And so I finally make the decision to cease posting to this place. I said I was going to a few posts ago, but now I feel it is now time to bite the bullet and do it. But I won't do it without a final swipe.
British politics is a mess. The whole business of ID cards over the past few days is seriously depressing. We're sleepwalking into the database state, where everyone is viewed by a seriously bloated Executive - who technically no one elected to that role; we elected the legislature, which simply becomes the pawn of the executive - as a criminal waiting to happen and so must be monitored at all costs. It scares me that it is a Labour government that is doing this. I do not care about the "New" prefix Tony likes to use. He has destroyed my party. He has destroyed our party. It will never be the same.
I'm the first to admit that Labour needed to modernise. But to modernise, it didn't have to sell its soul. New Labour has driven British politics into a ditch and is determined to bring everyone else down with it. I refuse to be held to ransom any more with "but what about the minimum wage?" or "what about tax credits?" by devoted Labour supporters who refuse to see what is actually going on in their party, refuse to witness just what the New Labour project is doing to Britain. Every government does something good, no matter what colour it is. John Major's work on resolving the problems of Northern Ireland should be something appreciated by all people. Heck, even his law to allow workers to refuse work on Sunday can be pretty handy at times. But that didn't make me want to vote for him. I can apply this logic to almost any Prime Minister post-war.
I shudder to think what more draconian measures are going to emanate from Labour this term. The Queen's Speech was full of seriously bad bills, but there'll be plenty more beyond those that appear in coming years. I pray, for the sanity of this nation, that enough Labour backbenchers can come to their senses and realise just what is going on. I don't even care about Gordon Brown becoming leader any more. I don't seriously think he'll make any difference. All I want is to see this appalling government, filled with stooges and yes-men so much that you can just picture Cabinet discussions to be a procession of nodding donkeys (John Reid, Tessa Jowell, Patricia Hewitt, Geoff Hoon, Alastair Darling, John Prescott, Charles Clarke, David Blunkett, Charles Falconer, Margaret Beckett, Jack Straw, Peter Hain... the list makes me sick. They've never had an independent good idea in their lives) all lining up to support the latest back-of-a-fag-packet idea, successfully checked: suppressed in the defence of our liberal democracy.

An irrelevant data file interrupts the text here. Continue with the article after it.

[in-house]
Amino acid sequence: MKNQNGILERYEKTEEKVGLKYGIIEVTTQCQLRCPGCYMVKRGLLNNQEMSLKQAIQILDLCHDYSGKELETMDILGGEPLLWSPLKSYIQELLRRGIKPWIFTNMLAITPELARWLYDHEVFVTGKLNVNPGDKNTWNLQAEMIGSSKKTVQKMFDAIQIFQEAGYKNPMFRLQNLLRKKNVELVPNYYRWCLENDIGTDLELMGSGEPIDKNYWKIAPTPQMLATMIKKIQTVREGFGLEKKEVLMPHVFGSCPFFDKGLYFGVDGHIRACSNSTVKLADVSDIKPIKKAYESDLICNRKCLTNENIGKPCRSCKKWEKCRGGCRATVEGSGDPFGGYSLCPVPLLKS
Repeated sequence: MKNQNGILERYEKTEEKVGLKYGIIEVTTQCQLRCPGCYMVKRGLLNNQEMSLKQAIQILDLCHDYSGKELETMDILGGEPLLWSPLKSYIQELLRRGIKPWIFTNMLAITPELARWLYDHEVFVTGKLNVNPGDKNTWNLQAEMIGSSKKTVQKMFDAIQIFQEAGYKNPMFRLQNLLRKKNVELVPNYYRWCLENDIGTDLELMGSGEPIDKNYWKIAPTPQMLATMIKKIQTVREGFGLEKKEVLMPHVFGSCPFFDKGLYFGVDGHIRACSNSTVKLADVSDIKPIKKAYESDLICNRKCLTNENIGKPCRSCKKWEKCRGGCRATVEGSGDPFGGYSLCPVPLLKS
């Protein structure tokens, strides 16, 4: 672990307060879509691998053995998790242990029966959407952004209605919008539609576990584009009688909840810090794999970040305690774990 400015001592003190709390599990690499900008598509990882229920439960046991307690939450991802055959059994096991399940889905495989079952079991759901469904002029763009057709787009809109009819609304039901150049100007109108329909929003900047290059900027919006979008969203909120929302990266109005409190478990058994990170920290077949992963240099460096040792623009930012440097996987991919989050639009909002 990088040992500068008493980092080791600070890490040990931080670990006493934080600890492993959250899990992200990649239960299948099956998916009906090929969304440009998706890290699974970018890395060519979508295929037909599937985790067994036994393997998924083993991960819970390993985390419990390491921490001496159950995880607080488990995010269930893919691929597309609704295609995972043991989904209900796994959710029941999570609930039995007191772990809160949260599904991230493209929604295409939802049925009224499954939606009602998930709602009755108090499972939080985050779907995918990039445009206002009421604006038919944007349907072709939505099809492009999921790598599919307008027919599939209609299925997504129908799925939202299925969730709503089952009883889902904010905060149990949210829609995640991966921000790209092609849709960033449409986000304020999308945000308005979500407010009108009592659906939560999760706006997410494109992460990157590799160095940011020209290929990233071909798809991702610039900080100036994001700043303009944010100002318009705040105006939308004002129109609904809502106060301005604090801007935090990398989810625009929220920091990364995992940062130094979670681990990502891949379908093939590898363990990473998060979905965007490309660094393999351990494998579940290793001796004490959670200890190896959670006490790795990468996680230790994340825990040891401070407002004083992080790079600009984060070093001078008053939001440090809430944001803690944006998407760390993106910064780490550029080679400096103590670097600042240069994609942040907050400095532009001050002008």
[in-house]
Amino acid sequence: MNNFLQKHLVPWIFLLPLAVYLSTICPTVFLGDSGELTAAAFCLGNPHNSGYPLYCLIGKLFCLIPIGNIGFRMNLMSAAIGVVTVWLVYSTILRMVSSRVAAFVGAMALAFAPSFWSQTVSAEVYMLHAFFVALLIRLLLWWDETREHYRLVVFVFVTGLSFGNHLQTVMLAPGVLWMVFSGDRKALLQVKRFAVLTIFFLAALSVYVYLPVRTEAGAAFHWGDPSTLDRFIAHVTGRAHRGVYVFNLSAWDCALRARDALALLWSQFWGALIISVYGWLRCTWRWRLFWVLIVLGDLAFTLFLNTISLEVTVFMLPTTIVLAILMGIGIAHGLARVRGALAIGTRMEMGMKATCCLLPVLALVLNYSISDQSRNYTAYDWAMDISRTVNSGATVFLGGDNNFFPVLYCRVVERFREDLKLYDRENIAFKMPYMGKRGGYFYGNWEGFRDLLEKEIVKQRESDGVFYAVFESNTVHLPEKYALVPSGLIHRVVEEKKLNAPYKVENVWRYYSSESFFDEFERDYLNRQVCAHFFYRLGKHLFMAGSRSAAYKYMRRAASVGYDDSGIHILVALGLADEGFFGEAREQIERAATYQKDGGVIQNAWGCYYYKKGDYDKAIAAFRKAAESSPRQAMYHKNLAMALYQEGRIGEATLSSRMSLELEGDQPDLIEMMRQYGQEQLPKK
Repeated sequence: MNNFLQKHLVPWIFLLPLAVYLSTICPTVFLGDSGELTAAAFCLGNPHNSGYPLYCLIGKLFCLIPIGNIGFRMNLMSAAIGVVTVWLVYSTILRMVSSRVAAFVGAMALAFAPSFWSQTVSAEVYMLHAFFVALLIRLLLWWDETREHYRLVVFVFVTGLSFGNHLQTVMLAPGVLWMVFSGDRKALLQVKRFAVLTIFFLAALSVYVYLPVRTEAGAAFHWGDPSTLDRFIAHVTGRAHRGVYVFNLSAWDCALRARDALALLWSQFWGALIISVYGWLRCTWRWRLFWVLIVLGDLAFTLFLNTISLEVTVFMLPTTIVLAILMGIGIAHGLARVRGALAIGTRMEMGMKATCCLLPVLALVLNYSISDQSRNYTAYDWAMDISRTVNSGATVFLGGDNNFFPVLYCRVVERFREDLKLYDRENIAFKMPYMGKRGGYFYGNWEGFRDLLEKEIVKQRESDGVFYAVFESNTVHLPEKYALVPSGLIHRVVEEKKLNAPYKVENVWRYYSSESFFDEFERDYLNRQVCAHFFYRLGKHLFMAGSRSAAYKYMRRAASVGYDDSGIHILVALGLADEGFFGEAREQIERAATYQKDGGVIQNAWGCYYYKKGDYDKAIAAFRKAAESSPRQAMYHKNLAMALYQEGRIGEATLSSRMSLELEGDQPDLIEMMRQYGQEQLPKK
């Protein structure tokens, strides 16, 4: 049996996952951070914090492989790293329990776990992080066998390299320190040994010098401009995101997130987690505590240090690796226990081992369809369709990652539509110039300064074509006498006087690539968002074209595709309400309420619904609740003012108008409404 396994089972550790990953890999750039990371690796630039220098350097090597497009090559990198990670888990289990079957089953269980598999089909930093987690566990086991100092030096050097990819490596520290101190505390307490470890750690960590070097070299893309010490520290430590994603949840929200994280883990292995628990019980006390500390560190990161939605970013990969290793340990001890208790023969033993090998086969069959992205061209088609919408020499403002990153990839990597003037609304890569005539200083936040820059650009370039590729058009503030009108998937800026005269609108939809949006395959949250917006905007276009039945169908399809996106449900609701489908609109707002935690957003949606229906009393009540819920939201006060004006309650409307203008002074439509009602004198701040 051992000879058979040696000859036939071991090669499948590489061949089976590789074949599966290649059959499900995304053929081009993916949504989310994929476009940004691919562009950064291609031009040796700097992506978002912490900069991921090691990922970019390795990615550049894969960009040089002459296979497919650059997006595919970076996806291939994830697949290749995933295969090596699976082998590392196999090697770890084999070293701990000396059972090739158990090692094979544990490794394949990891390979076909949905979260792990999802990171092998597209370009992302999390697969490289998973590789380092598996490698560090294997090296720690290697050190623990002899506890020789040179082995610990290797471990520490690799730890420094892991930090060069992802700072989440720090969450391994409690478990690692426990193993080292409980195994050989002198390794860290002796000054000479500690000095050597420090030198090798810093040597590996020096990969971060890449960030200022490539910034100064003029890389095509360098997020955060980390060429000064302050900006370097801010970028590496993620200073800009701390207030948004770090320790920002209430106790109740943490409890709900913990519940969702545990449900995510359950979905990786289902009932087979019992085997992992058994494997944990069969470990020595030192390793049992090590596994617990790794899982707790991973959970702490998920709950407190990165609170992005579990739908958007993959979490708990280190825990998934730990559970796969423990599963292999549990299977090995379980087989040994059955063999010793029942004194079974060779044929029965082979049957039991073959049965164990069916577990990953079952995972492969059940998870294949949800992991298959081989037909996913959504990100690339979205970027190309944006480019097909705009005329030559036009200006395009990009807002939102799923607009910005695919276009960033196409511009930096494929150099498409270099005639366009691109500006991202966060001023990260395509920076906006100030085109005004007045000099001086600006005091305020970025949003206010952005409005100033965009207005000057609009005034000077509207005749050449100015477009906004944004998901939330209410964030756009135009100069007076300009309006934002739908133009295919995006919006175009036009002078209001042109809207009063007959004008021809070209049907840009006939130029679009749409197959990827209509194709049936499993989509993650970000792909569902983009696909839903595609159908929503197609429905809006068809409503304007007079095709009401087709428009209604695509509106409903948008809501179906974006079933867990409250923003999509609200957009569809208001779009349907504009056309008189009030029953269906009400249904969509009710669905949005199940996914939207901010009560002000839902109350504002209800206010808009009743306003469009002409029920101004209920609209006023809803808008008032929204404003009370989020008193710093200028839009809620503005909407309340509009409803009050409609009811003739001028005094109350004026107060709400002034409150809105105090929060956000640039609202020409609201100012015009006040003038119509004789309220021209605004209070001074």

British democracy is in crisis. When I reflect now, I believe it only could have been solved if the result of the election was a hung Parliament. It is very difficult to aim for such a result without the fear of missing it by just enough to cause a really bad result, so it's understandable that it wasn't forefront in many people's minds. What we got was not bad, but I believe it needed to be under 50 for New Labour to be forced to really listen. New Labour wouldn't know consensus government if it came up and gave it a good happy slapping. No. They only understand one thing - how to jump off a cliff and scream for its MPs to save it. Every vote is a vote of confidence in Tony Blair. Daring to think that there just might be life beyond Blair, or even New Labour, is enough to cast you into the eternal darkness of the backbenches forever.
And this is why I must stop. I know that if I continue I will only comment in exactly the same way on everything that happens. I don't want to sound like a broken record. I want to contribute something new, and I feel I have now done all I can. I'm hoping for a miracle to happen, but when I see the Tory Party also hoping for that same miracle, I can only grimace with dread. There really is nowhere left to go.
There is an outside chance I will post more to The Sharpener, which is shaping up to be a very useful and interesting blog. But not even my last post which obtained an impressive 27 responses is enough to encourage me that I have more to say and that people may be interested in it. It is satisfying that at least I have an outlet through which more people will read my writings, and I am grateful to The Sharpener for supplying me with that. That has perhaps been the greatest disappointment of blogging here... the lack of responses.
It just remains for me to say thank you to everyone who has read this blog, thank you to everyone who saw fit to comment on my posts, and I am honoured by the fact that many other bloggers chose to link to my site. Without their help I would never have even reached the levels of traffic. I appreciate that a lot.
This site will remain in place should I suddenly have a change of heart. But I would like it to stay simply as an archive of my writings. There are now a number of people who arrive here via search engines, and I wouldn't want to stop them reading. There are also more considerable pieces by me (such as the election analysis and my thoughts on the youth and student vote) that I would like to keep published.
Best wishes to all. Here's to 2009/2010!